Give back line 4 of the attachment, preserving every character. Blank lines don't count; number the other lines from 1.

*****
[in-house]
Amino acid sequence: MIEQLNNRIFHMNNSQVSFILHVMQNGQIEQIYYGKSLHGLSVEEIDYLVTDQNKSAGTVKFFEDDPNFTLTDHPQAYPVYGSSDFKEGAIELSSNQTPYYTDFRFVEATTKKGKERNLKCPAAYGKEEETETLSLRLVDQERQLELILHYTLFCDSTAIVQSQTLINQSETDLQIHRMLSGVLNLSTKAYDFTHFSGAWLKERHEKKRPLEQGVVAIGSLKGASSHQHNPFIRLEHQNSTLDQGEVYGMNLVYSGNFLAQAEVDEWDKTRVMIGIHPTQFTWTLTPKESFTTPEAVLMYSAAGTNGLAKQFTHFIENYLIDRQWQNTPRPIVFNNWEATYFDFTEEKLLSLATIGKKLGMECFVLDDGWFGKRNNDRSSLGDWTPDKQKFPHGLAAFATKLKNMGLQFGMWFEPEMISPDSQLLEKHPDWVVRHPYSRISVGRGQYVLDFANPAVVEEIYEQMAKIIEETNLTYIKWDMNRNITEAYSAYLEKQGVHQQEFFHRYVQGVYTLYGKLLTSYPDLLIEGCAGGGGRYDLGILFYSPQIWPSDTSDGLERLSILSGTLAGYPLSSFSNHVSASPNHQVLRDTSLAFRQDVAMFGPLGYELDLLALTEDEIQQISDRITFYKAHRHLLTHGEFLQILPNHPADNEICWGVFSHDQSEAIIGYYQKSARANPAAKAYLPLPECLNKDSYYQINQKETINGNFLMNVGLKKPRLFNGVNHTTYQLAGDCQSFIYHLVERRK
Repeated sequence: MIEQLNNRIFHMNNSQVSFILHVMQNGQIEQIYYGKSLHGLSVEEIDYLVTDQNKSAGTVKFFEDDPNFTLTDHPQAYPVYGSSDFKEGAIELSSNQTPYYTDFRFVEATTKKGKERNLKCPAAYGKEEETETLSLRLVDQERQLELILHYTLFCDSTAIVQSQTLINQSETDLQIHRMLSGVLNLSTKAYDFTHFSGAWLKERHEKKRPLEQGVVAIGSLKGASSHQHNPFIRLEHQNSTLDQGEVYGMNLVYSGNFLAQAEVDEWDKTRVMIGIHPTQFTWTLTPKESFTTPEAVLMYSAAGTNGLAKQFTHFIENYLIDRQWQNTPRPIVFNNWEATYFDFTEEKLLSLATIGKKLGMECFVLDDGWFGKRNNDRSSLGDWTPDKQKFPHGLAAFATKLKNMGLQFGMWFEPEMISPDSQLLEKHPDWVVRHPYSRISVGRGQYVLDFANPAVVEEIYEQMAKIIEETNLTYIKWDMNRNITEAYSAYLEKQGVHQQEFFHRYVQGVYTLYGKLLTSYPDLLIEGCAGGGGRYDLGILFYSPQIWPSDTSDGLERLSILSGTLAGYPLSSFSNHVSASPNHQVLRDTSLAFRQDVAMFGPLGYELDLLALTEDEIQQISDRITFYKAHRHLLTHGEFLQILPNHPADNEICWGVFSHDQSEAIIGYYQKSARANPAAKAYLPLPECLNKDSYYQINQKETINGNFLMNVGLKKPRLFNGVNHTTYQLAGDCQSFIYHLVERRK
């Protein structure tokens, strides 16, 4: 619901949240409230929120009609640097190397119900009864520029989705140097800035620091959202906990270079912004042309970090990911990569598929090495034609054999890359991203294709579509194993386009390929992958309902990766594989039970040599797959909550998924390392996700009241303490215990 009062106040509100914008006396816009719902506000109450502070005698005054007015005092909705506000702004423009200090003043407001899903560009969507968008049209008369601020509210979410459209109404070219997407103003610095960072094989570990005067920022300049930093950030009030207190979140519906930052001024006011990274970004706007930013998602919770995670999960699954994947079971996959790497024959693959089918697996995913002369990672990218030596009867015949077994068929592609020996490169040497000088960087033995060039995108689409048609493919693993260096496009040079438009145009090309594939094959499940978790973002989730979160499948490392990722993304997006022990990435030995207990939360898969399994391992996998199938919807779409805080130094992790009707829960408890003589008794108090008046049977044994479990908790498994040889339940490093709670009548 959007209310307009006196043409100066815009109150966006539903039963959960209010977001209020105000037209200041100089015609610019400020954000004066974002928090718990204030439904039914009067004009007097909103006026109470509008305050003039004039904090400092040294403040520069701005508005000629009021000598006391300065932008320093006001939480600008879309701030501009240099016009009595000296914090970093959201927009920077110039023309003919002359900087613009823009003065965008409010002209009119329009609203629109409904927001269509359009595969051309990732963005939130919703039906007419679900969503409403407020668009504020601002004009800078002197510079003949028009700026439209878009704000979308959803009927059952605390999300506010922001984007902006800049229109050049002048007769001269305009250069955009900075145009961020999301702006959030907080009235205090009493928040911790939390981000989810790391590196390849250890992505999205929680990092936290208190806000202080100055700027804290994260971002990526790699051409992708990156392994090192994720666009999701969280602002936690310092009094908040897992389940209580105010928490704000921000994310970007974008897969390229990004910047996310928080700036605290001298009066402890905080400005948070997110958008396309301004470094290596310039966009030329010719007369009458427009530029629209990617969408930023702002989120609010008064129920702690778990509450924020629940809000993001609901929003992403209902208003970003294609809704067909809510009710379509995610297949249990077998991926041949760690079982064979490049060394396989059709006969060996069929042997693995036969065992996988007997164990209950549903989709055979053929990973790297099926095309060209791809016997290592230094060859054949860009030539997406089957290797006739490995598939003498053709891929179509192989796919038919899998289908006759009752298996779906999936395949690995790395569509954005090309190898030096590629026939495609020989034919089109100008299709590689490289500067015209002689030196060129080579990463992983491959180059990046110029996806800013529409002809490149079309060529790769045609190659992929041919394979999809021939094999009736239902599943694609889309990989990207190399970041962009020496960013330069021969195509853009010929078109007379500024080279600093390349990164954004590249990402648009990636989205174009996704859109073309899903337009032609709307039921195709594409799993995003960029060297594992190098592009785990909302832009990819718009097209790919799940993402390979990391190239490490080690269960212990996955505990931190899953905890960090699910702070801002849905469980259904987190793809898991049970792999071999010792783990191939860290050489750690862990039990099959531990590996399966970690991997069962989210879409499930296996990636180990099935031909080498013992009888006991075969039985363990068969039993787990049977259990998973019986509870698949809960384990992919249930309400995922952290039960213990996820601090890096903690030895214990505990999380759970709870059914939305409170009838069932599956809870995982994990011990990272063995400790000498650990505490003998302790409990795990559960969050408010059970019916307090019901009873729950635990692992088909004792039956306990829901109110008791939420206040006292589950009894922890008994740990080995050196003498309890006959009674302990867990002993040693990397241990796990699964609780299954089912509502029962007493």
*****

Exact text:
């Protein structure tokens, strides 16, 4: 619901949240409230929120009609640097190397119900009864520029989705140097800035620091959202906990270079912004042309970090990911990569598929090495034609054999890359991203294709579509194993386009390929992958309902990766594989039970040599797959909550998924390392996700009241303490215990 009062106040509100914008006396816009719902506000109450502070005698005054007015005092909705506000702004423009200090003043407001899903560009969507968008049209008369601020509210979410459209109404070219997407103003610095960072094989570990005067920022300049930093950030009030207190979140519906930052001024006011990274970004706007930013998602919770995670999960699954994947079971996959790497024959693959089918697996995913002369990672990218030596009867015949077994068929592609020996490169040497000088960087033995060039995108689409048609493919693993260096496009040079438009145009090309594939094959499940978790973002989730979160499948490392990722993304997006022990990435030995207990939360898969399994391992996998199938919807779409805080130094992790009707829960408890003589008794108090008046049977044994479990908790498994040889339940490093709670009548 959007209310307009006196043409100066815009109150966006539903039963959960209010977001209020105000037209200041100089015609610019400020954000004066974002928090718990204030439904039914009067004009007097909103006026109470509008305050003039004039904090400092040294403040520069701005508005000629009021000598006391300065932008320093006001939480600008879309701030501009240099016009009595000296914090970093959201927009920077110039023309003919002359900087613009823009003065965008409010002209009119329009609203629109409904927001269509359009595969051309990732963005939130919703039906007419679900969503409403407020668009504020601002004009800078002197510079003949028009700026439209878009704000979308959803009927059952605390999300506010922001984007902006800049229109050049002048007769001269305009250069955009900075145009961020999301702006959030907080009235205090009493928040911790939390981000989810790391590196390849250890992505999205929680990092936290208190806000202080100055700027804290994260971002990526790699051409992708990156392994090192994720666009999701969280602002936690310092009094908040897992389940209580105010928490704000921000994310970007974008897969390229990004910047996310928080700036605290001298009066402890905080400005948070997110958008396309301004470094290596310039966009030329010719007369009458427009530029629209990617969408930023702002989120609010008064129920702690778990509450924020629940809000993001609901929003992403209902208003970003294609809704067909809510009710379509995610297949249990077998991926041949760690079982064979490049060394396989059709006969060996069929042997693995036969065992996988007997164990209950549903989709055979053929990973790297099926095309060209791809016997290592230094060859054949860009030539997406089957290797006739490995598939003498053709891929179509192989796919038919899998289908006759009752298996779906999936395949690995790395569509954005090309190898030096590629026939495609020989034919089109100008299709590689490289500067015209002689030196060129080579990463992983491959180059990046110029996806800013529409002809490149079309060529790769045609190659992929041919394979999809021939094999009736239902599943694609889309990989990207190399970041962009020496960013330069021969195509853009010929078109007379500024080279600093390349990164954004590249990402648009990636989205174009996704859109073309899903337009032609709307039921195709594409799993995003960029060297594992190098592009785990909302832009990819718009097209790919799940993402390979990391190239490490080690269960212990996955505990931190899953905890960090699910702070801002849905469980259904987190793809898991049970792999071999010792783990191939860290050489750690862990039990099959531990590996399966970690991997069962989210879409499930296996990636180990099935031909080498013992009888006991075969039985363990068969039993787990049977259990998973019986509870698949809960384990992919249930309400995922952290039960213990996820601090890096903690030895214990505990999380759970709870059914939305409170009838069932599956809870995982994990011990990272063995400790000498650990505490003998302790409990795990559960969050408010059970019916307090019901009873729950635990692992088909004792039956306990829901109110008791939420206040006292589950009894922890008994740990080995050196003498309890006959009674302990867990002993040693990397241990796990699964609780299954089912509502029962007493």